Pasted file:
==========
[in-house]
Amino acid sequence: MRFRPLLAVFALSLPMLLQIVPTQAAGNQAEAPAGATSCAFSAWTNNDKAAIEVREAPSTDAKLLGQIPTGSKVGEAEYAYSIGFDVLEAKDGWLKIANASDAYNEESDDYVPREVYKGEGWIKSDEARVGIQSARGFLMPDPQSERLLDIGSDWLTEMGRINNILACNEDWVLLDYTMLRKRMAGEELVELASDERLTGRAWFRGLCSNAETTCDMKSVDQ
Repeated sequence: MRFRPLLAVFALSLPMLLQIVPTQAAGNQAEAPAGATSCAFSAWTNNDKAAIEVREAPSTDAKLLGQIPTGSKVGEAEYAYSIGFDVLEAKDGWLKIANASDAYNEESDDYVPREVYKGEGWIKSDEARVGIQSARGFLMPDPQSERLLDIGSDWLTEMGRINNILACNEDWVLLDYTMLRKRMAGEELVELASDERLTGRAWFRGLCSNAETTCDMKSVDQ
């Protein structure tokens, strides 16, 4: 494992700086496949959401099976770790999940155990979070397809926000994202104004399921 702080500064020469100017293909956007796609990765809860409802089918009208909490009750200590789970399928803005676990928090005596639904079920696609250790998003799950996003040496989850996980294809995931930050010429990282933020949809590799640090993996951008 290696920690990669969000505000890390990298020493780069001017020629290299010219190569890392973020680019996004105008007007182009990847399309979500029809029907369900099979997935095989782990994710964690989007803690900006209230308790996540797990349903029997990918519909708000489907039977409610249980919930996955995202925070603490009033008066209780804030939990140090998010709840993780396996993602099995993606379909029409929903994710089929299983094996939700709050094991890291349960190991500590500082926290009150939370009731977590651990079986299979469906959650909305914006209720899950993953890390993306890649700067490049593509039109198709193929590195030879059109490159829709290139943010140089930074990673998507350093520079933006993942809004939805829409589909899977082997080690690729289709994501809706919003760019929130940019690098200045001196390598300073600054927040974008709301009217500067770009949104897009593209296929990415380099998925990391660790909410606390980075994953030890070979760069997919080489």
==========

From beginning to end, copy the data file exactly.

[in-house]
Amino acid sequence: MRFRPLLAVFALSLPMLLQIVPTQAAGNQAEAPAGATSCAFSAWTNNDKAAIEVREAPSTDAKLLGQIPTGSKVGEAEYAYSIGFDVLEAKDGWLKIANASDAYNEESDDYVPREVYKGEGWIKSDEARVGIQSARGFLMPDPQSERLLDIGSDWLTEMGRINNILACNEDWVLLDYTMLRKRMAGEELVELASDERLTGRAWFRGLCSNAETTCDMKSVDQ
Repeated sequence: MRFRPLLAVFALSLPMLLQIVPTQAAGNQAEAPAGATSCAFSAWTNNDKAAIEVREAPSTDAKLLGQIPTGSKVGEAEYAYSIGFDVLEAKDGWLKIANASDAYNEESDDYVPREVYKGEGWIKSDEARVGIQSARGFLMPDPQSERLLDIGSDWLTEMGRINNILACNEDWVLLDYTMLRKRMAGEELVELASDERLTGRAWFRGLCSNAETTCDMKSVDQ
């Protein structure tokens, strides 16, 4: 494992700086496949959401099976770790999940155990979070397809926000994202104004399921 702080500064020469100017293909956007796609990765809860409802089918009208909490009750200590789970399928803005676990928090005596639904079920696609250790998003799950996003040496989850996980294809995931930050010429990282933020949809590799640090993996951008 290696920690990669969000505000890390990298020493780069001017020629290299010219190569890392973020680019996004105008007007182009990847399309979500029809029907369900099979997935095989782990994710964690989007803690900006209230308790996540797990349903029997990918519909708000489907039977409610249980919930996955995202925070603490009033008066209780804030939990140090998010709840993780396996993602099995993606379909029409929903994710089929299983094996939700709050094991890291349960190991500590500082926290009150939370009731977590651990079986299979469906959650909305914006209720899950993953890390993306890649700067490049593509039109198709193929590195030879059109490159829709290139943010140089930074990673998507350093520079933006993942809004939805829409589909899977082997080690690729289709994501809706919003760019929130940019690098200045001196390598300073600054927040974008709301009217500067770009949104897009593209296929990415380099998925990391660790909410606390980075994953030890070979760069997919080489």